What do you think? Should young children learn about Pride and LGBTQ identities? Let me know your thoughts below.

Categories
Opinion/Commentary

New South Wales and Victoria’s premiers promise free pre – K

Children eating at a table in childcare
Image: Pexels

In two Australian States, early childhood education could get a shake up.

The Premiers of New South Wales and Victoria are promising free Pre – K for four – year – old children. It will take place five days a week.

Victoria’s Premier, Daniel Andrews plans to implement the change by 2025. However, NSW Premier, Dominic Perrotet won’t implement the change until 2030.

In a joint statement, the premiers said:

It will mean that, in the next 10 years, every child in Victoria and NSW will experience the benefits of of a full year of play-based learning before the first year of school.

The premiers also claim that free Pre – K will not only benefit children, but also working parents.

Pre – K will take place in preschools in both states.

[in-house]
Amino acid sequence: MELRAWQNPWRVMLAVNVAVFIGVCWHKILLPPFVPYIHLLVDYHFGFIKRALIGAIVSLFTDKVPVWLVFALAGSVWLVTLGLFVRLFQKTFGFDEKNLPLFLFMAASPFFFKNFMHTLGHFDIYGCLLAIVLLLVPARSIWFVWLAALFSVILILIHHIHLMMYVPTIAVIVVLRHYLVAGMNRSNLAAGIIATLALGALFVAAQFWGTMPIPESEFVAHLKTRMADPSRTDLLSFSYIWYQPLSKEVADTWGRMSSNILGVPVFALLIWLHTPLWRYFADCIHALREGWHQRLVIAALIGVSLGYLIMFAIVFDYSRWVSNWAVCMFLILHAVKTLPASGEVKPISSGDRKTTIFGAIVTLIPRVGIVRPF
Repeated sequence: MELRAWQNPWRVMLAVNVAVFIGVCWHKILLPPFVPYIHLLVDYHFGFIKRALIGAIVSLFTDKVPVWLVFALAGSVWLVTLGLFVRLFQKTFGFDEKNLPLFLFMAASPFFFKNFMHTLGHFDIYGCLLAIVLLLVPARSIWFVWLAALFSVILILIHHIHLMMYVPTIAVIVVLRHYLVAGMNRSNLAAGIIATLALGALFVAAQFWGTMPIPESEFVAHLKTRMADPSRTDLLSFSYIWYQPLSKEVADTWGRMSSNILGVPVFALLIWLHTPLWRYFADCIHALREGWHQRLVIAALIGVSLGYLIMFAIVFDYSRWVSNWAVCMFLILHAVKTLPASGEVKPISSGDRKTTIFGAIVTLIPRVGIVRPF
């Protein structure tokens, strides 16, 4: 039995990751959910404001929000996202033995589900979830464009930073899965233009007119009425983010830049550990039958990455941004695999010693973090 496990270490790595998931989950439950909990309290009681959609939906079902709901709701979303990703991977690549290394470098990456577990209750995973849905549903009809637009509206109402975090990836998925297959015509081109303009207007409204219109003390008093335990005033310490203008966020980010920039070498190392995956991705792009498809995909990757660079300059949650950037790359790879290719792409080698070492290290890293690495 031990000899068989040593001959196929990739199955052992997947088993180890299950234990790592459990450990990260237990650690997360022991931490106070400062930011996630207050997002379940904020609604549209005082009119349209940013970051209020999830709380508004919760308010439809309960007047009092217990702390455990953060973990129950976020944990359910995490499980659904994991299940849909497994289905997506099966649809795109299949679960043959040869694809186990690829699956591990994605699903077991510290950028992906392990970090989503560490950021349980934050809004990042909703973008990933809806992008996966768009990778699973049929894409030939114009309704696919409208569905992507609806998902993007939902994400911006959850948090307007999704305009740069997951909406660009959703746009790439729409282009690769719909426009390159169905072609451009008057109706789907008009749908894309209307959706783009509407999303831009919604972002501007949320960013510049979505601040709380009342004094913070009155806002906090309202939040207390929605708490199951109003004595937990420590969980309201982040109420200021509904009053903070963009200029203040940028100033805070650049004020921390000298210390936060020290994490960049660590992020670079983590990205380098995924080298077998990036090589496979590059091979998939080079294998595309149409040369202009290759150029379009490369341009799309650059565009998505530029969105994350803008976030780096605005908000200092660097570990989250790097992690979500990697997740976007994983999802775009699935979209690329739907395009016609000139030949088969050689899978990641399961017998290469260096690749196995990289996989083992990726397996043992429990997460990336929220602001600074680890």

NSW Minister for Education and Early Learning, Sarah Mitchell said the policy was… “the right thing to do for our kids”.

Australian children need better in education

According to Sydney Morning Herald, Australian children aren’t doing well in education.

Australia ranks 32 out of 38 OECD countries in child well – being. Australia ranks 39 out of 41 European Union (EU) and OECD in education outcomes.

Standards in literacy, numeracy and science have been declining over the past decade.

Early childhood education is shown to improve education outcomes. Children can experience these benefits across their schooling.

Education psychologist, Claire Rowe expressed concerns to Andrew Bolt about making Pre-K compulsory.